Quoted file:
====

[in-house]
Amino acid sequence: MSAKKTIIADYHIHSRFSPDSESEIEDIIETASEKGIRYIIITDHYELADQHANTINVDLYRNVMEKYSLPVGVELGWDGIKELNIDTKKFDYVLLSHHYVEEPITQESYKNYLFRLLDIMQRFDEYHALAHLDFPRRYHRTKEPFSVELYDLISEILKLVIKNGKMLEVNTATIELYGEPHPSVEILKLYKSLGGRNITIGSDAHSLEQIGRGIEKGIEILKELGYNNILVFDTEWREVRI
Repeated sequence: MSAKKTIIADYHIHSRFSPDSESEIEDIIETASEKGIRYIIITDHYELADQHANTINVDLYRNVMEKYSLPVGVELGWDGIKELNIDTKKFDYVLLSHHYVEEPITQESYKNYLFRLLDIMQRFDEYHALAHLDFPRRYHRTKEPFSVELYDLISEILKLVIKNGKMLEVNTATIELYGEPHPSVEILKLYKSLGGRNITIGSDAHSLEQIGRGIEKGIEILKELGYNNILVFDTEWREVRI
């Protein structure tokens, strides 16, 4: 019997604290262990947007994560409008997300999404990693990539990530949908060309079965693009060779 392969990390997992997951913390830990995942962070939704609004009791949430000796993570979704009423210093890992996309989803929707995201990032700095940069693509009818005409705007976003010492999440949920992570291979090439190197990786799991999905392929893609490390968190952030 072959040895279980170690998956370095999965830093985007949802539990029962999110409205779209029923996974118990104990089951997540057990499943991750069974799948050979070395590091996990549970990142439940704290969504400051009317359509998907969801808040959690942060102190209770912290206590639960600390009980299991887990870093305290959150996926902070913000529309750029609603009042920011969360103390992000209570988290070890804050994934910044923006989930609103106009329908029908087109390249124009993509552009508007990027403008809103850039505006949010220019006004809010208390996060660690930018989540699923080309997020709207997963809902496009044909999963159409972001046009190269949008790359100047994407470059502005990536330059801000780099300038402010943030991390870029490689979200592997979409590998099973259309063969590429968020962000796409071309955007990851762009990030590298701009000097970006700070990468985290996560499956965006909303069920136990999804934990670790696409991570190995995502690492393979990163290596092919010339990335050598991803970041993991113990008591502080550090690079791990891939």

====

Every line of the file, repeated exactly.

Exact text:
[in-house]
Amino acid sequence: MSAKKTIIADYHIHSRFSPDSESEIEDIIETASEKGIRYIIITDHYELADQHANTINVDLYRNVMEKYSLPVGVELGWDGIKELNIDTKKFDYVLLSHHYVEEPITQESYKNYLFRLLDIMQRFDEYHALAHLDFPRRYHRTKEPFSVELYDLISEILKLVIKNGKMLEVNTATIELYGEPHPSVEILKLYKSLGGRNITIGSDAHSLEQIGRGIEKGIEILKELGYNNILVFDTEWREVRI
Repeated sequence: MSAKKTIIADYHIHSRFSPDSESEIEDIIETASEKGIRYIIITDHYELADQHANTINVDLYRNVMEKYSLPVGVELGWDGIKELNIDTKKFDYVLLSHHYVEEPITQESYKNYLFRLLDIMQRFDEYHALAHLDFPRRYHRTKEPFSVELYDLISEILKLVIKNGKMLEVNTATIELYGEPHPSVEILKLYKSLGGRNITIGSDAHSLEQIGRGIEKGIEILKELGYNNILVFDTEWREVRI
């Protein structure tokens, strides 16, 4: 019997604290262990947007994560409008997300999404990693990539990530949908060309079965693009060779 392969990390997992997951913390830990995942962070939704609004009791949430000796993570979704009423210093890992996309989803929707995201990032700095940069693509009818005409705007976003010492999440949920992570291979090439190197990786799991999905392929893609490390968190952030 072959040895279980170690998956370095999965830093985007949802539990029962999110409205779209029923996974118990104990089951997540057990499943991750069974799948050979070395590091996990549970990142439940704290969504400051009317359509998907969801808040959690942060102190209770912290206590639960600390009980299991887990870093305290959150996926902070913000529309750029609603009042920011969360103390992000209570988290070890804050994934910044923006989930609103106009329908029908087109390249124009993509552009508007990027403008809103850039505006949010220019006004809010208390996060660690930018989540699923080309997020709207997963809902496009044909999963159409972001046009190269949008790359100047994407470059502005990536330059801000780099300038402010943030991390870029490689979200592997979409590998099973259309063969590429968020962000796409071309955007990851762009990030590298701009000097970006700070990468985290996560499956965006909303069920136990999804934990670790696409991570190995995502690492393979990163290596092919010339990335050598991803970041993991113990008591502080550090690079791990891939």